Came across use of this emerging term “synthography” today in an Ars Technica piece by Benj Edwards. It seems somewhat narrowly used there in terms of synthetic AI generated photography. (Incidentally, Edwards piece also falls into what I was driving at earlier in the post about documentarians of the unreal.)
Here’s a passage quoting arist Julie Weiland:
Ars: You often call yourself a “synthographer” and your artform “synthography.” Can you explain why?
Wieland: In my current exploration of AI-based works I find “synthographer” to be the most logical term to apply to me personally. While photographers are able to capture real moments in time, synthographers are able to capture moments that never have and never will happen.
When asked, I usually refer to Stephan Ango’s words on synthography: “This new kind of camera replicates what your imagination does. It receives words and then synthesizes a picture from its experience seeing millions of other pictures. The output doesn’t have a name yet, but I’ll call it a synthograph (meaning synthetic drawing).”
Poking around, I found (in no particular order): there’s a rather complex Wikipedia page on it, that I haven’t been able to absorb yet; someone appears to be semi-squatting synthography.com (not a bad idea); Petapixel has an okay article on the topic of image-makers who work in photographic styles using generative AI tools like Midjourney – and their use of the term “synthographer” as well; this piece by Benji Friedman on synthography has some bits worth digging in on…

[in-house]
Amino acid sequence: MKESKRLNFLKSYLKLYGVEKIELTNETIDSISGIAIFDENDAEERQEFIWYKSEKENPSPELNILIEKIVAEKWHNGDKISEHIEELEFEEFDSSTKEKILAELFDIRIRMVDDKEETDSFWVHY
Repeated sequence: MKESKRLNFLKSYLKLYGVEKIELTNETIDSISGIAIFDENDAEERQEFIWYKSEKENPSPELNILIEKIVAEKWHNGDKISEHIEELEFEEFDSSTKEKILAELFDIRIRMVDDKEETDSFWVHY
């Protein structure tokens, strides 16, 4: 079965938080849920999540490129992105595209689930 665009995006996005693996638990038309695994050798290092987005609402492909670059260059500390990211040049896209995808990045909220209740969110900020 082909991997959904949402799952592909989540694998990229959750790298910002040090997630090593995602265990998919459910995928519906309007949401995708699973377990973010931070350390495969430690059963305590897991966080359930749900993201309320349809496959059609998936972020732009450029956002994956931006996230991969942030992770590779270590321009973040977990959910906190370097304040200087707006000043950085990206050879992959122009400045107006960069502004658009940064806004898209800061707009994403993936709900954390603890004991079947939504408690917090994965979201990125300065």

Friedman’s piece also appears to narrowly target photographic-style images:
The term Synthography combines the words “synthesis” and “photography.” It describes the process of synthesizing images using artificial intelligence algorithms, similar to how photographs are taken using cameras. Synthography refers specifically to AI art that involves the creation of images and animations, rather than music or other forms of art.
That seems like an artificial divide to exclude non-visual image media; I’m not sure what purpose making that distinction in a “big tent” label really would serve, but perhaps there is one I don’t see yet, being new to this term.
I don’t agree with everything in the piece, but some parts jump out at me more:
Unlike traditional art, which is often inspired by personal experiences or emotions, Synthography is driven by data.
I would disagree that this emerging genre of art, whatever we call it, is not deeply inspired by personal experience and emotion. It absolutely is driven by that, not to the exclusion, but to the cooperation of the other elements.
Unlike traditional art, which is often created with a specific goal in mind, Synthography often involves exploring the possibilities and limitations of AI algorithms and machine learning models.
I guess I see exactly that in “regular” art as well, which I’ve mentioned elsewhere in terms of interrogating technologies. This is just a description of the artistic process writ large.
Anyway, I don’t have to agree with everything in the piece for it to be a worthwhile entry in the emerging discourse around these technologies and their application to creative purposes. We need as many people approaching this from as many perspectives as possible. It’s a many worlds situation to begin with. Welcome to the Multiverse.